- Policy Advisor, Europe-China Climate Diplomacy, E3G – London
- Senior Manager, Climate and Financial Regulation, Ceres – Washington DC/Boston
- Sustainability Research Analyst, Saudi Aramco – Saudi Arabia
- Five PhD Opportunities on carbon pricing policies – University of Leuven, Various Locations
Or click here to see all our job adverts
BITE-SIZED UPDATES FROM AROUND THE WORLD
We’ll Zoom it – Germany plans to hold the Petersberg Climate Dialogue as scheduled in late April – but the meeting, which includes environment ministers from around the world, would be held online because of the coronavirus pandemic, newswire dpa reports. The annual meeting is seen as a key milestone on the road to the COP26 UN climate negotiations in Glasgow, which are scheduled for November. “Climate change continues to exist, even if it is receiving less attention right now,” German environment minister Svenja Schulze told dpa, adding that the rapid response to the coronavirus crisis could be a model for climate action. “We should learn from this to take seriously the other major crises that make us vulnerable – climate change and the destruction of nature – and to fight them resolutely together,” Schulze said. (Clean Energy Wire)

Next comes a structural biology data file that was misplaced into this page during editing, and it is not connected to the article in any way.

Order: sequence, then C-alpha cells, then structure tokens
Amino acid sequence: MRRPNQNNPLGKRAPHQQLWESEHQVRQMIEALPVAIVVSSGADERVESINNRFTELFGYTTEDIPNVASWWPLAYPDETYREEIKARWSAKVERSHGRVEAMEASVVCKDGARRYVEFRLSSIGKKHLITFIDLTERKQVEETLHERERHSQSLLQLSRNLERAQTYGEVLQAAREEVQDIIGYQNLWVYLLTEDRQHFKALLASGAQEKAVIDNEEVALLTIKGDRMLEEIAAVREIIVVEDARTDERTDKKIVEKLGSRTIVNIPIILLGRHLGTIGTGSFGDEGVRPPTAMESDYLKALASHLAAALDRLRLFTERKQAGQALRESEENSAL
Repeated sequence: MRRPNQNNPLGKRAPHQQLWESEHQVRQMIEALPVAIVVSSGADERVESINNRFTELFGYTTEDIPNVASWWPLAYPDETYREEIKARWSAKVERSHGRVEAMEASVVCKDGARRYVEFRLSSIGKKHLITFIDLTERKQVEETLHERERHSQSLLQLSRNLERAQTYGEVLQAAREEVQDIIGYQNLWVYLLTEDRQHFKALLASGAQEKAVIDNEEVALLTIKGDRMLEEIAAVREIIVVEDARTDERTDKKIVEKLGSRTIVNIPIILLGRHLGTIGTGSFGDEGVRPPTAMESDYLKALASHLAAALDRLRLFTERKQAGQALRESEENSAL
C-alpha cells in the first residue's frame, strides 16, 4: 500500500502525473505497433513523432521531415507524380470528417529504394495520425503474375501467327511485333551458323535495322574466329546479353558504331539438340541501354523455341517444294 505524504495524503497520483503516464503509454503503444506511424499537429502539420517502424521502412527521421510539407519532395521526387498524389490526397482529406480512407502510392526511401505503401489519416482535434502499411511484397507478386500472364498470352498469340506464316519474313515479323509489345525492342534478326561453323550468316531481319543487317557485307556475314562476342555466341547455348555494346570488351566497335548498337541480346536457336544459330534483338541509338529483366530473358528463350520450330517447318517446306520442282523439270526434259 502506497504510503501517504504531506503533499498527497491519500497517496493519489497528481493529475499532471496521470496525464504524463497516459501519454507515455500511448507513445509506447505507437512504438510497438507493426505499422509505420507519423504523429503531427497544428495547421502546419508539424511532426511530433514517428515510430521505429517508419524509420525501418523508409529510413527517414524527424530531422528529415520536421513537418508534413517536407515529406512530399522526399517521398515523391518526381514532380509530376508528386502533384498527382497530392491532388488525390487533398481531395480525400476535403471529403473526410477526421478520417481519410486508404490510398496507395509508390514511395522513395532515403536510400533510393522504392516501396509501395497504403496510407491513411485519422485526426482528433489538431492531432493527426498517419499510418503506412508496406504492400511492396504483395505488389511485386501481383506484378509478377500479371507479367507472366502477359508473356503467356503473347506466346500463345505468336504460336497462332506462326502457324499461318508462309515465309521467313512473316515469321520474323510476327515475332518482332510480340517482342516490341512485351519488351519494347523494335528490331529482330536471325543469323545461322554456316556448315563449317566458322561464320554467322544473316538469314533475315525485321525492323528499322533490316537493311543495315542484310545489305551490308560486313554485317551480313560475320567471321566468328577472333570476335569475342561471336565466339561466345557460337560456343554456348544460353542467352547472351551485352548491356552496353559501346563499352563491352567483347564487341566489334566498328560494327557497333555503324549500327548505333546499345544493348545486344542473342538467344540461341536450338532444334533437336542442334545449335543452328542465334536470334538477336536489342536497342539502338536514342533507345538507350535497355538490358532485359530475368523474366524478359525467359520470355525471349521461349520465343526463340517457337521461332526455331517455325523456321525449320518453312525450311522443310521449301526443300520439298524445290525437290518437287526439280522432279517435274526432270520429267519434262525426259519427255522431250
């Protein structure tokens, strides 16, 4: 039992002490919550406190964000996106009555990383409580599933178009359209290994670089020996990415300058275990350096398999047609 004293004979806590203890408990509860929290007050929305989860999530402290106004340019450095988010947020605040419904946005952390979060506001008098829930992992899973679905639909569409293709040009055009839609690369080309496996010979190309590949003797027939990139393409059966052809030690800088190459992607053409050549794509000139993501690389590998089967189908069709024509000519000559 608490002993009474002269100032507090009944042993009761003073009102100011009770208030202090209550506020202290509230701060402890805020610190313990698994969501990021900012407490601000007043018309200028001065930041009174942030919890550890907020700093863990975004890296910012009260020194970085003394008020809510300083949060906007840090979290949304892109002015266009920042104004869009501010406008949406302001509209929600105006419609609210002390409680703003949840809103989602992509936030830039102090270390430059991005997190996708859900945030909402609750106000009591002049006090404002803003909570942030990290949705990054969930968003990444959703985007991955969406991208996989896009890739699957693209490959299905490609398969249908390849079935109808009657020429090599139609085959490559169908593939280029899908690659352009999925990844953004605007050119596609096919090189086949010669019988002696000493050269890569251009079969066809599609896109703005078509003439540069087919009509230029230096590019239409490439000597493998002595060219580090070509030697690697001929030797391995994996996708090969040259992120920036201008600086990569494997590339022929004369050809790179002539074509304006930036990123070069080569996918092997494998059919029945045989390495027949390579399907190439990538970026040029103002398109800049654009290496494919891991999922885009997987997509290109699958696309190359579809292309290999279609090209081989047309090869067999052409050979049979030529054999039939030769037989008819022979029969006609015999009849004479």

Car plea – The European carmakers’ association ACEA has called on the EU to delay implementing regulations including a 2021 tightening of EU emissions allowed from vehicles because the coronavirus pandemic had affected its “plans to comply”. It said production and sales of cars had stalled in many countries and companies were facing a cash crisis. Campaigners described the call as shameless and opportunistic while big German carmakers Daimler, VW, and BMW have already indicated they are aiming to comply regardless. (The Guardian)
Barc’ing up the right tree – UK bank Barclays said it plans to cut its net emissions to zero by 2050 and only provide finance to projects that align with the temperature reduction goals of the Paris Agreement. It will put the proposal to a shareholder vote in May. That meeting will also see a vote on a separate proposal coordinated by the pressure group ShareAction for the phaseout of financing activities to the most carbon-intensive energy companies. (Bloomberg)